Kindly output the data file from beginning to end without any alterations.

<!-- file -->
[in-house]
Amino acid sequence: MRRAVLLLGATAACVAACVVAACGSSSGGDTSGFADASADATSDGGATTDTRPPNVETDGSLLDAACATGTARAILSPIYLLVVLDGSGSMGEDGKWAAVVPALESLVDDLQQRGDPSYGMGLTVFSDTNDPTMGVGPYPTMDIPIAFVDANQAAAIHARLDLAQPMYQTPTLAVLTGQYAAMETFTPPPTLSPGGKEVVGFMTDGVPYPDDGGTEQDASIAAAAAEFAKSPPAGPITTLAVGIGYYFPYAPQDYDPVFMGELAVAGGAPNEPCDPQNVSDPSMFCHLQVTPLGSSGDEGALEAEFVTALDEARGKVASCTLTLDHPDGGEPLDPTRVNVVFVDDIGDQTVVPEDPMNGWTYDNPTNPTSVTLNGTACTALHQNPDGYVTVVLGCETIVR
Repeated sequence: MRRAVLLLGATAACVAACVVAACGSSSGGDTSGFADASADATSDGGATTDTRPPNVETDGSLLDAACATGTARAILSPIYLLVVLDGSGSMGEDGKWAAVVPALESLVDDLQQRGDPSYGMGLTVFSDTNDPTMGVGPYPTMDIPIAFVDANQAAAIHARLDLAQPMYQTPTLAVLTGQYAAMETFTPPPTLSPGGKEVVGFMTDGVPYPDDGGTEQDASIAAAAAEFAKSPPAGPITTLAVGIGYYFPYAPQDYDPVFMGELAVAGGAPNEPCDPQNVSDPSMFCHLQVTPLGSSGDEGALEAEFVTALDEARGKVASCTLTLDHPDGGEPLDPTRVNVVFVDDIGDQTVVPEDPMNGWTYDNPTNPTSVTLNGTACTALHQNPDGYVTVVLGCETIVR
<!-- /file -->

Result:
[in-house]
Amino acid sequence: MRRAVLLLGATAACVAACVVAACGSSSGGDTSGFADASADATSDGGATTDTRPPNVETDGSLLDAACATGTARAILSPIYLLVVLDGSGSMGEDGKWAAVVPALESLVDDLQQRGDPSYGMGLTVFSDTNDPTMGVGPYPTMDIPIAFVDANQAAAIHARLDLAQPMYQTPTLAVLTGQYAAMETFTPPPTLSPGGKEVVGFMTDGVPYPDDGGTEQDASIAAAAAEFAKSPPAGPITTLAVGIGYYFPYAPQDYDPVFMGELAVAGGAPNEPCDPQNVSDPSMFCHLQVTPLGSSGDEGALEAEFVTALDEARGKVASCTLTLDHPDGGEPLDPTRVNVVFVDDIGDQTVVPEDPMNGWTYDNPTNPTSVTLNGTACTALHQNPDGYVTVVLGCETIVR
Repeated sequence: MRRAVLLLGATAACVAACVVAACGSSSGGDTSGFADASADATSDGGATTDTRPPNVETDGSLLDAACATGTARAILSPIYLLVVLDGSGSMGEDGKWAAVVPALESLVDDLQQRGDPSYGMGLTVFSDTNDPTMGVGPYPTMDIPIAFVDANQAAAIHARLDLAQPMYQTPTLAVLTGQYAAMETFTPPPTLSPGGKEVVGFMTDGVPYPDDGGTEQDASIAAAAAEFAKSPPAGPITTLAVGIGYYFPYAPQDYDPVFMGELAVAGGAPNEPCDPQNVSDPSMFCHLQVTPLGSSGDEGALEAEFVTALDEARGKVASCTLTLDHPDGGEPLDPTRVNVVFVDDIGDQTVVPEDPMNGWTYDNPTNPTSVTLNGTACTALHQNPDGYVTVVLGCETIVR